In the fall of 2012, the FCC announced that they would be granting new Low Power FM radio sites to groups seeking to broadcast radio. These were the remaining spots available between the existing radio stations and would be able to reach between 3 and 5 miles from the point of transmission, so they would be able to reach a very local audience.
I heard about this on my favorite radio station KBCS or 91.3 FM and I got excited. This would be a chance to do something for our community. We could air interviews with Tacoma people who were doing things to strengthen our community. We could air local talent. We could do regular programs about the issues in Tacoma. We could offer different perspectives on international, national and local news than the mainstream media, but I had no idea where to start.
Then I heard that several other people were interested in this, too, in Tacoma, so a group was formed. In January of 2013, we held our first meeting and the excitement was palpable in the room. The other original members of this group were: Ross Reider, Alex Epstein, Michael Kagan, Julio Quan, Louisa Beal, Kerri Griffis and Terry Fuller as well as several others who have moved out of the area or gone on to concentrate on other issues. Over the next several months we hammered out what we envisioned for our fledgling station, Radio Tacoma. We all agreed that we wanted this to be a voice for our diverse community, to offer an arena for the broad ethnic and cultural minorities Tacoma holds and to advocate for progressive issues as well. We developed a vision statement and a mission statement.
Radio Tacoma wants to become a hub for our community to share information, education and to showcase songwriters, musicians, storytellers. We aspire to aid our community in knowing what is happening locally in the progressive arena and what people are working on so that everyone who wishes to can be an active participant in improving the quality of life in Tacoma.
Radio Tacoma is a low-power FM public access radio station developed to serve Tacoma, Washington, to provide our community with the opportunity for participatory democracy and to provide a voice for progressive groups, union members, minority groups and local talent that might otherwise not get heard.
There is also a wealth of talent in Tacoma, such as musicians, poets, and storytellers. We all agreed that we wanted to offer them the opportunity to air their material.
There was a monumental amount of work that we needed to accomplish in order to submit an application. Being a Federal agency, you can imagine what the FCC application looked like! It was very long, very technical and personally, my eyes crossed when I saw it. The FCC stipulated that the licenses would only be granted to those groups who had held a 501 C3 non-profit status for over 1 year and that sought to be educational or safety oriented in some way in their community. We were none of those things so we needed to find and partner with an entity that was. We ended up partnering with The Bridge United Methodist Church at 5601 S Puget Sound Avenue who are interested in supporting local peace, justice and spiritual issues in Tacoma and also with the Asian Pacific Cultural Center, the APCC, who want to broadcast music, stories and news in a variety of Pacific Rim languages for their members who may not understand English.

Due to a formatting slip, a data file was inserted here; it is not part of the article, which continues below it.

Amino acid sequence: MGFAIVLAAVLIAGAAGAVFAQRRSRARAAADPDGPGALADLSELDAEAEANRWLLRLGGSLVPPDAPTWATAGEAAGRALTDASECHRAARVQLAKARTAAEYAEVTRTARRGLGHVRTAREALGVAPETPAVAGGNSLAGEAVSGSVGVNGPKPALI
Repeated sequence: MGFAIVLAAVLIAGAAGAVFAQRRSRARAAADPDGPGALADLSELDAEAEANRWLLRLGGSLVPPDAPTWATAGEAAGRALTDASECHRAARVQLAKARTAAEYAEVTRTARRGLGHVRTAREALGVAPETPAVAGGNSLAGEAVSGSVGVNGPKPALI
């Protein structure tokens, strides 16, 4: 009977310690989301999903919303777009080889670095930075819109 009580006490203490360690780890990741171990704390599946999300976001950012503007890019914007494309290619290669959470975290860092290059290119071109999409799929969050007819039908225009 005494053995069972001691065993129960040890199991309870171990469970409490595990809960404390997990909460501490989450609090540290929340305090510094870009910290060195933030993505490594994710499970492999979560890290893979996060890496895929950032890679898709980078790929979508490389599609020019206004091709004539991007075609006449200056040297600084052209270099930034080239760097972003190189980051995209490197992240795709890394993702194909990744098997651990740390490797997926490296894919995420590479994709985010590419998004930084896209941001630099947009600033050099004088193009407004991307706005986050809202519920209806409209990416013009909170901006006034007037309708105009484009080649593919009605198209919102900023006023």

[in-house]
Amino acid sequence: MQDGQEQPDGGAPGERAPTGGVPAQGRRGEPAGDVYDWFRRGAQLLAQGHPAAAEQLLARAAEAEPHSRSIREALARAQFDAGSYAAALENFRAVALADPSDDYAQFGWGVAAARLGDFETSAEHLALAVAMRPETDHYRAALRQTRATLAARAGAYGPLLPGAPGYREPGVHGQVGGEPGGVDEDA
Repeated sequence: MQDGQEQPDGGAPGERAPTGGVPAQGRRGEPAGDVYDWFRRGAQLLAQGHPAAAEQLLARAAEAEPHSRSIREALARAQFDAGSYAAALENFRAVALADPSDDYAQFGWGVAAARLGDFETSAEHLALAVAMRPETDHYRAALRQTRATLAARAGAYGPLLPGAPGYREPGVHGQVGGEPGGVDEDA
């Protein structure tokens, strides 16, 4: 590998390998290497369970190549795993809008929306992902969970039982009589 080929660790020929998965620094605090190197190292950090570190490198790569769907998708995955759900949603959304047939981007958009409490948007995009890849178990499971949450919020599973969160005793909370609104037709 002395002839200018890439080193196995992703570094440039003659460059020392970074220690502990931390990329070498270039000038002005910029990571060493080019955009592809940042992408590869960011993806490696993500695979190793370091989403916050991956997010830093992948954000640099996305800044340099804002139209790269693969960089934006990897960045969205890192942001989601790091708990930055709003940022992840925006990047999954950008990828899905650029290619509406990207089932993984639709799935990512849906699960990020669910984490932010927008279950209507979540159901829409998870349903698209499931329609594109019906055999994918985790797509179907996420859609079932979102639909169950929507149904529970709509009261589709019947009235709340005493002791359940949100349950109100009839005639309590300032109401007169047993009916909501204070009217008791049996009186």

We also had to choose an engineer to work with who could help us with the issue of where we wanted to site our transmitter because whether we would even be considered a viable applicant by the FCC depended on where we sought to transmit. This is because the location on the radio dial had to not be interfering with any other existing radio station. Hiring an engineer meant we needed to have money! None of us had deep pockets but we did come up with the money and hired the well-respected Gray Frierson out of Portland Oregon to help us.
We logically decided that since we were partnering with the APCC and The Bridge and since The Bridge might let us use a room in their basement for a studio, and since we didn’t just want to preach to the same choir, we wanted a transmission site in the south end of Tacoma and that a 3 to 5 mile broadcast area would allow us to reach as far as Joint Base Ft. Lewis/ McCord. It was good that we decided that because in the process of filing the application we learned that Vashon Radio’s signal